- Boron is a micronutrient required for all plant nutrition.
- While it has been generally accepted that boron is phloem-immobile in plants, recent research has shown that boron is mobile in the phloem tissue in a number of species.
- Diagnosis of boron deficiencies and the most efficient methods of boron application differ in plant species with respect to boron mobility or immobility.
- Knowledge of the relative mobility of boron within a particular plant species will improve the ability to diagnose boron deficiencies and supply the needed boron for optimum crop production.
Boron (B) is required for all plant growth. It is essential that boron is available for new vegetative growth and reproductive development. Therefore, boron must remain available for plant uptake during the entire growth period unless it can be translocated from older to new tissues in the plant.
Plant uptake of boron is a passive (non-metabolic) process and boron is transported in the xylem vessels (transpiration stream) of all plant species. Therefore, boron is mobile in the xylem system of all plants. It has been generally accepted that it is an immobile nutrient in the phloem tissue of plants. Once incorporated into a given tissue (such as leaves), boron can not be remobilized to supply the needs of other plant tissues. However, results of recent research by Dr. P.H. Brown and associates of the University of California, Davis, have demonstrated that the phloem mobility of boron varies significantly among plant species.
These results show that boron is now known to be mobile in all plant species that use simple sufars (known as polyols) as primary compounds in photosynthetic processes. Boron forms a complex with these polyols and is transported in the phloem tissues to active growing regions in the plant.
In those plant species which do not produce significant quantities of polyols, boron can not re-enter the phloem stream after it has been delivered to leaf tissues in the transpiration stream (xylem tissue). This boron will tend to accumulate in the leaves and B is said to be immobile in these species.
Evidence of phloem mobility or immobility can also be found by studying the distribution of boron within different tissues of a given species. For example, under field conditions, pistachio and walnut contained the highest boron concentrations in the leaves, and the lowest boron concentrations in fruit and seed. This indicates that the boron from these leaves does not translocate to the fruit and seed. In contrast, almond and apple trees grown in the same field had the highest boron concentrations in the hulls and fruit, respectively, with much lower boron in the leaves. Data in Table 1 give boron concentrations in various tissues of the four tree species.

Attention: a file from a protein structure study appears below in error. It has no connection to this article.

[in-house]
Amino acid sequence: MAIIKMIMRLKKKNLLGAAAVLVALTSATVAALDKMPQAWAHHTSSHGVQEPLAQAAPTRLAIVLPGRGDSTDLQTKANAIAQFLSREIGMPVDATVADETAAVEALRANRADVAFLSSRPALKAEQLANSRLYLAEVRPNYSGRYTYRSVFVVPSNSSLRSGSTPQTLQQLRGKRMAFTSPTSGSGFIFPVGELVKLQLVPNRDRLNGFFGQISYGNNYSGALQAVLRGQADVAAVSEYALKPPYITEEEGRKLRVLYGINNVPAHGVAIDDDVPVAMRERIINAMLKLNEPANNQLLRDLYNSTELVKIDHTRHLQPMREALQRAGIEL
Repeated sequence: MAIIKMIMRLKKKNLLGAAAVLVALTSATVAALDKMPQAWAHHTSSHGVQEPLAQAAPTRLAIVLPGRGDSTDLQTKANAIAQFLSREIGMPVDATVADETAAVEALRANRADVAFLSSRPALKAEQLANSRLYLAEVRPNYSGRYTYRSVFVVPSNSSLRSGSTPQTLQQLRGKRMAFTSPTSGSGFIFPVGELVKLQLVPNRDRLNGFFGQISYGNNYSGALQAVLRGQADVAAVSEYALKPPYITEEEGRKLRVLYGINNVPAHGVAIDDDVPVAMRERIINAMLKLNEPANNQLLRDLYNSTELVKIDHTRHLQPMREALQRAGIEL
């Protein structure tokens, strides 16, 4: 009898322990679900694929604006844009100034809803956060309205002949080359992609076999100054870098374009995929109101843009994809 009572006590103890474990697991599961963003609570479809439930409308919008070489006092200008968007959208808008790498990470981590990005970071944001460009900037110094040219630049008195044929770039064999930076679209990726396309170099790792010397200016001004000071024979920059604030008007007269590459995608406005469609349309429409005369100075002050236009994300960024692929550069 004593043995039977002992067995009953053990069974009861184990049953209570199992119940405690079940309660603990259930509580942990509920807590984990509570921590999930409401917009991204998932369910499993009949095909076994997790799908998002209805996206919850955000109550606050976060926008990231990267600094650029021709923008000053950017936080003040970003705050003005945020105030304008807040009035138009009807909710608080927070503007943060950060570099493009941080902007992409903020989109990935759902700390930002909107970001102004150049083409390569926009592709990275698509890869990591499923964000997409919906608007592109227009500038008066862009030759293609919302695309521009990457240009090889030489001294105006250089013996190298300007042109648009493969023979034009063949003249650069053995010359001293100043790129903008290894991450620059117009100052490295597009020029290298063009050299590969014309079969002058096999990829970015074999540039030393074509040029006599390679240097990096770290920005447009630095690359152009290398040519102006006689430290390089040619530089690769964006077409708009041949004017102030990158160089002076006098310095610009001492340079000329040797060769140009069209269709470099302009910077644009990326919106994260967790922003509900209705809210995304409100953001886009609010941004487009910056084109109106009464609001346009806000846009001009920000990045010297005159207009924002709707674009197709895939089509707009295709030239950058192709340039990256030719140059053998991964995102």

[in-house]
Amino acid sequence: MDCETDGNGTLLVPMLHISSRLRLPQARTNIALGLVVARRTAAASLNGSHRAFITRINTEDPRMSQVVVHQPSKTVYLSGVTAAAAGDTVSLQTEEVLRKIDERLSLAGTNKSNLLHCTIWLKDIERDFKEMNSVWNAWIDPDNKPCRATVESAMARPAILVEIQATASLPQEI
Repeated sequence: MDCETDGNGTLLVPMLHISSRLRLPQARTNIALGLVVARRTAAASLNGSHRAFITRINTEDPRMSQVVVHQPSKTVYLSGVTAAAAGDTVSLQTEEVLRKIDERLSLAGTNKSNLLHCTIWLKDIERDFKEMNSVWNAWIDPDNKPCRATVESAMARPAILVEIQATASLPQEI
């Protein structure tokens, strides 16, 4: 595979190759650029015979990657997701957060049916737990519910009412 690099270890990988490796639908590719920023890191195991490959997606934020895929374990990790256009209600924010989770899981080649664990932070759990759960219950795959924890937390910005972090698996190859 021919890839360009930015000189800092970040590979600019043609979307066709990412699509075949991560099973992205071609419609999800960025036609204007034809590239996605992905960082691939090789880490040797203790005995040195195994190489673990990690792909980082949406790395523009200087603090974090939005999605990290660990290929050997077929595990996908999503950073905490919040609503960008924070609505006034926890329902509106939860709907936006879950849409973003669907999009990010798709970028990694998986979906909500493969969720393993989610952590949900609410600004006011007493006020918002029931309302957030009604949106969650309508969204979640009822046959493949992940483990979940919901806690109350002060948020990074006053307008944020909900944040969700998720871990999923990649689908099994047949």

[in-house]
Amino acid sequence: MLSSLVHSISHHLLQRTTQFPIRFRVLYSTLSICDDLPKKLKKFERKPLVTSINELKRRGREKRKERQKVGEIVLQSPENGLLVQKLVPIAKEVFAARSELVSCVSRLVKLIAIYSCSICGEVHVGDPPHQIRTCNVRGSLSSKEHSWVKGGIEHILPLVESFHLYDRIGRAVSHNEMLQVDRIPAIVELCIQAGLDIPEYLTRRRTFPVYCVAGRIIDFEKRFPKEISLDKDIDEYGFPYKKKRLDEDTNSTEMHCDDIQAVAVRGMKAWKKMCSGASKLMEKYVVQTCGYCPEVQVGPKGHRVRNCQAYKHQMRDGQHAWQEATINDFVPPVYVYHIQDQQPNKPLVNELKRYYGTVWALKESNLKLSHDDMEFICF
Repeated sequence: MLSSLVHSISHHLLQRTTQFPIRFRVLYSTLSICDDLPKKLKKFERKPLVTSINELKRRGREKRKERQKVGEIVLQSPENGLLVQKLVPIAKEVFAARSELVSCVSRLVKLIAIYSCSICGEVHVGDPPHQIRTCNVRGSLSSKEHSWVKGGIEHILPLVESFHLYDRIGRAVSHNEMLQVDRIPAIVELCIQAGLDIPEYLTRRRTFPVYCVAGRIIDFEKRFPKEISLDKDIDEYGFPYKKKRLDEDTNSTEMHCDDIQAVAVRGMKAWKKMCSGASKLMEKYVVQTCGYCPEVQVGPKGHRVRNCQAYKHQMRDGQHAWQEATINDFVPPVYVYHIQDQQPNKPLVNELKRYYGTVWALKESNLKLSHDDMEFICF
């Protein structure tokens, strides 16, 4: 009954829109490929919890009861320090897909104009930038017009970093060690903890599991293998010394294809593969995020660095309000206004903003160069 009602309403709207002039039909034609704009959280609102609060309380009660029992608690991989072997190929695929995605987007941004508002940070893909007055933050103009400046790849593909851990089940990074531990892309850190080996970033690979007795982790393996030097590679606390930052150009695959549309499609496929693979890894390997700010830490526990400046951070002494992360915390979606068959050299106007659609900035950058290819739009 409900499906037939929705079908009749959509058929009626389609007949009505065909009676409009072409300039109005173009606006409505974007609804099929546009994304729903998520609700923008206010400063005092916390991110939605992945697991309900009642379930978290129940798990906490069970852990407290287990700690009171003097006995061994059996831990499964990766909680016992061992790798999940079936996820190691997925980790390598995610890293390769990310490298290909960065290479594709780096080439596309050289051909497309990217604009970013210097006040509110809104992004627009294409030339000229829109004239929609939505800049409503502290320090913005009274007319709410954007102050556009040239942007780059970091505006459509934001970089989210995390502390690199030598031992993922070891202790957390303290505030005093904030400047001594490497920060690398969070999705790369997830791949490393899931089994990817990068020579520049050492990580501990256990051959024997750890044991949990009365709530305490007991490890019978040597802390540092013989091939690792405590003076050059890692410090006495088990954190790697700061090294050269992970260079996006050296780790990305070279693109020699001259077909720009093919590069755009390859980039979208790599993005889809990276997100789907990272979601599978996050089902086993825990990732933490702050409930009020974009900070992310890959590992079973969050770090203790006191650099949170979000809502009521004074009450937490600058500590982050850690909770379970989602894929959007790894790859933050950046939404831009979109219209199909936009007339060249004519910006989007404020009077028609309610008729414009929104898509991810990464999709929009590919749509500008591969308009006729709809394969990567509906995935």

The concentrations of boron in leaves of different ages on the same plant also provides evidence of boron mobility in a species (Table 2). Higher boron concentrations in basal (older) than apical (younger) leaves indicates boron immobility in the phloem. In contrast, higher boron concentrations in younger leaves (in Table 3) indicates boron immobility in the phloem, since younger leaves have transpired less water than the older leaves.
Table 4 summarizes the current knowledge of grouping agronomic and horticultural crops as B-mobile or B-immobile. Agronomic crops and most vegetables are boron-immobile species. However, relatively more species of fruit and nut crops are boron-mobile species. Clearly, there is a need to study all economically important plant species with respect to boron mobility. Such knowledge will improve the grower’s ability to diagnose boron deficiencies and use the most effective methods of applying boron fertilizers for optimum crop yields.
Diagnosis and correction of boron deficiency
Knowledge of boron mobility or immobility in various plant species is important in interpreting plant analysis results. Table 2 shows that boron accumulates in the older leaves of boron-immobile species. Therefore, recently matured or fully expanded leaves should not be sampled to diagnose for deficiency because these leaves may not reflect the boron status of the growing tissues, for which a constant boron supply is critical. Diagnosis of boron deficiency in boron-immobile species can only be done by sampling growing tissues.
In contrast, sampling mature leaves of boron-mobile species to diagnose for boron deficiency is appropriate. The boron content of mature leaves reflects the boron status of the entire plant, including the young, actively growing tissues. In these species, a decrease in boron uptake will not affect the growing tissues until the soluble-boron pool of the mature tissues has been depleted by translocation to the younger tissues.
Correction of boron deficiency is directly affected by boron mobility or immobility in plants. In those species in which boron is immobile, foliar-applied boron will not be translocated from the site of application. This boron cannot supply the boron requirements of tissues not yet formed. Therefore, boron applications must be made directly to developing tissues, such as flower buds and flowers, to ensure an adequate boron supply during their critical time of development.
In contrast, foliar sprays of Solubor® can be applied to boron-mobile plants at any time that functional leaves are present. The applied boron can correct current boron deficiencies and also supply boron to future developing flowers and fruit tissues. Benefits of foliar boron applications in fruit set have been observed in boron-mobile tree species such as almond, apple, plum, and prune.
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